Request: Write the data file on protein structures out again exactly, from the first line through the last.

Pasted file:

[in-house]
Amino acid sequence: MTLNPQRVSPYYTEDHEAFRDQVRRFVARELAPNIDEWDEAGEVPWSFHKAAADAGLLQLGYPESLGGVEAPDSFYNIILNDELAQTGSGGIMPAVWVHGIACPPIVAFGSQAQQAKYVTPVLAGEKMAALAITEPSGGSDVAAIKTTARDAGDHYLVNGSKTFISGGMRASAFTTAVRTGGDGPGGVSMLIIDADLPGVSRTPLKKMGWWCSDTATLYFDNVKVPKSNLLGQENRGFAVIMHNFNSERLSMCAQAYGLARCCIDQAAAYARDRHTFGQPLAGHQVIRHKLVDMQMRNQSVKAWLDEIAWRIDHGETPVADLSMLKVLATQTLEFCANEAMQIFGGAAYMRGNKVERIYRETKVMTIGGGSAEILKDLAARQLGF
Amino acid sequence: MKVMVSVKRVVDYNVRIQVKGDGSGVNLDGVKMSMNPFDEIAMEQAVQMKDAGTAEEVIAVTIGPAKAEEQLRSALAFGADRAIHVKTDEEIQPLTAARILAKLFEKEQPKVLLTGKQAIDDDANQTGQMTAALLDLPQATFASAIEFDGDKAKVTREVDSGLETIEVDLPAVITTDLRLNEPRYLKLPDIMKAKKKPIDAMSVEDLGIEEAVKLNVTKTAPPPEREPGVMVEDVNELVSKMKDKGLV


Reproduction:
[in-house]
Amino acid sequence: MTLNPQRVSPYYTEDHEAFRDQVRRFVARELAPNIDEWDEAGEVPWSFHKAAADAGLLQLGYPESLGGVEAPDSFYNIILNDELAQTGSGGIMPAVWVHGIACPPIVAFGSQAQQAKYVTPVLAGEKMAALAITEPSGGSDVAAIKTTARDAGDHYLVNGSKTFISGGMRASAFTTAVRTGGDGPGGVSMLIIDADLPGVSRTPLKKMGWWCSDTATLYFDNVKVPKSNLLGQENRGFAVIMHNFNSERLSMCAQAYGLARCCIDQAAAYARDRHTFGQPLAGHQVIRHKLVDMQMRNQSVKAWLDEIAWRIDHGETPVADLSMLKVLATQTLEFCANEAMQIFGGAAYMRGNKVERIYRETKVMTIGGGSAEILKDLAARQLGF
Amino acid sequence: MKVMVSVKRVVDYNVRIQVKGDGSGVNLDGVKMSMNPFDEIAMEQAVQMKDAGTAEEVIAVTIGPAKAEEQLRSALAFGADRAIHVKTDEEIQPLTAARILAKLFEKEQPKVLLTGKQAIDDDANQTGQMTAALLDLPQATFASAIEFDGDKAKVTREVDSGLETIEVDLPAVITTDLRLNEPRYLKLPDIMKAKKKPIDAMSVEDLGIEEAVKLNVTKTAPPPEREPGVMVEDVNELVSKMKDKGLV